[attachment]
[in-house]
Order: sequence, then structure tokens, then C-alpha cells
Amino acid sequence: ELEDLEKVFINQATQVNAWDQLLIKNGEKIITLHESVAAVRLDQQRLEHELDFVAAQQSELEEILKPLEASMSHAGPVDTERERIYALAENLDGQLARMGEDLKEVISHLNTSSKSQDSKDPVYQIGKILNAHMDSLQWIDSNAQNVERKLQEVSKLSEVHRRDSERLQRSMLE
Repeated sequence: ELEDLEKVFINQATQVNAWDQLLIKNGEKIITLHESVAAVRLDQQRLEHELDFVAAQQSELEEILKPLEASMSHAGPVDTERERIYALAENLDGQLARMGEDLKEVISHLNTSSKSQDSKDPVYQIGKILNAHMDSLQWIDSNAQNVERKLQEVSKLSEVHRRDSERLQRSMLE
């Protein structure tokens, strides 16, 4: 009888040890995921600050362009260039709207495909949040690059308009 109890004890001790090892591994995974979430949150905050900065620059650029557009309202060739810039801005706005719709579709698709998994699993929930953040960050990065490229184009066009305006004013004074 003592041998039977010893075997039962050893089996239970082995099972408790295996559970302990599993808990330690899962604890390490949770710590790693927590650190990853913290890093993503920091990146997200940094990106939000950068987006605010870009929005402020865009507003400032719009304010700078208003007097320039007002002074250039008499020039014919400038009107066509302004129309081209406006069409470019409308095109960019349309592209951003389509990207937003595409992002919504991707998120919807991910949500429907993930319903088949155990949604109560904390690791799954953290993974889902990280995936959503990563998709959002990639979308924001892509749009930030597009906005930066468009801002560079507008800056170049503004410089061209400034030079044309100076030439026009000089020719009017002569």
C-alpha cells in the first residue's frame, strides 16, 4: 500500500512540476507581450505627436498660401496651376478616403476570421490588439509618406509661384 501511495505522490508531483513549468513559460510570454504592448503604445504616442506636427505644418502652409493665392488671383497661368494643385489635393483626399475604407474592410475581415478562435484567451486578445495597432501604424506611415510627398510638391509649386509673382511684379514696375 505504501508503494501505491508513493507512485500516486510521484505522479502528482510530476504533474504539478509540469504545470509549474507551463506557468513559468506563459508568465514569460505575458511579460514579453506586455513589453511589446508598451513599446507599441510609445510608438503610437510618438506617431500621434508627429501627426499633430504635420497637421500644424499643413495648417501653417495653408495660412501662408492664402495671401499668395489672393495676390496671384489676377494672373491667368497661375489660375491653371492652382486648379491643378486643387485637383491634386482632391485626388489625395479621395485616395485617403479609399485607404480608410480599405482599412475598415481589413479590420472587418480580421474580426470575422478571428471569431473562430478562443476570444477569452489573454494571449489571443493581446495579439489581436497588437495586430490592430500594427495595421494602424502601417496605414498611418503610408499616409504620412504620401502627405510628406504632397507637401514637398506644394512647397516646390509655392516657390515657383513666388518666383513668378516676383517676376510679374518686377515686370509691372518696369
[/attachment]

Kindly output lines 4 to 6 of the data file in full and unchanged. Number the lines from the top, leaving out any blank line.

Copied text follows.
Repeated sequence: ELEDLEKVFINQATQVNAWDQLLIKNGEKIITLHESVAAVRLDQQRLEHELDFVAAQQSELEEILKPLEASMSHAGPVDTERERIYALAENLDGQLARMGEDLKEVISHLNTSSKSQDSKDPVYQIGKILNAHMDSLQWIDSNAQNVERKLQEVSKLSEVHRRDSERLQRSMLE
């Protein structure tokens, strides 16, 4: 009888040890995921600050362009260039709207495909949040690059308009 109890004890001790090892591994995974979430949150905050900065620059650029557009309202060739810039801005706005719709579709698709998994699993929930953040960050990065490229184009066009305006004013004074 003592041998039977010893075997039962050893089996239970082995099972408790295996559970302990599993808990330690899962604890390490949770710590790693927590650190990853913290890093993503920091990146997200940094990106939000950068987006605010870009929005402020865009507003400032719009304010700078208003007097320039007002002074250039008499020039014919400038009107066509302004129309081209406006069409470019409308095109960019349309592209951003389509990207937003595409992002919504991707998120919807991910949500429907993930319903088949155990949604109560904390690791799954953290993974889902990280995936959503990563998709959002990639979308924001892509749009930030597009906005930066468009801002560079507008800056170049503004410089061209400034030079044309100076030439026009000089020719009017002569």
C-alpha cells in the first residue's frame, strides 16, 4: 500500500512540476507581450505627436498660401496651376478616403476570421490588439509618406509661384 501511495505522490508531483513549468513559460510570454504592448503604445504616442506636427505644418502652409493665392488671383497661368494643385489635393483626399475604407474592410475581415478562435484567451486578445495597432501604424506611415510627398510638391509649386509673382511684379514696375 505504501508503494501505491508513493507512485500516486510521484505522479502528482510530476504533474504539478509540469504545470509549474507551463506557468513559468506563459508568465514569460505575458511579460514579453506586455513589453511589446508598451513599446507599441510609445510608438503610437510618438506617431500621434508627429501627426499633430504635420497637421500644424499643413495648417501653417495653408495660412501662408492664402495671401499668395489672393495676390496671384489676377494672373491667368497661375489660375491653371492652382486648379491643378486643387485637383491634386482632391485626388489625395479621395485616395485617403479609399485607404480608410480599405482599412475598415481589413479590420472587418480580421474580426470575422478571428471569431473562430478562443476570444477569452489573454494571449489571443493581446495579439489581436497588437495586430490592430500594427495595421494602424502601417496605414498611418503610408499616409504620412504620401502627405510628406504632397507637401514637398506644394512647397516646390509655392516657390515657383513666388518666383513668378516676383517676376510679374518686377515686370509691372518696369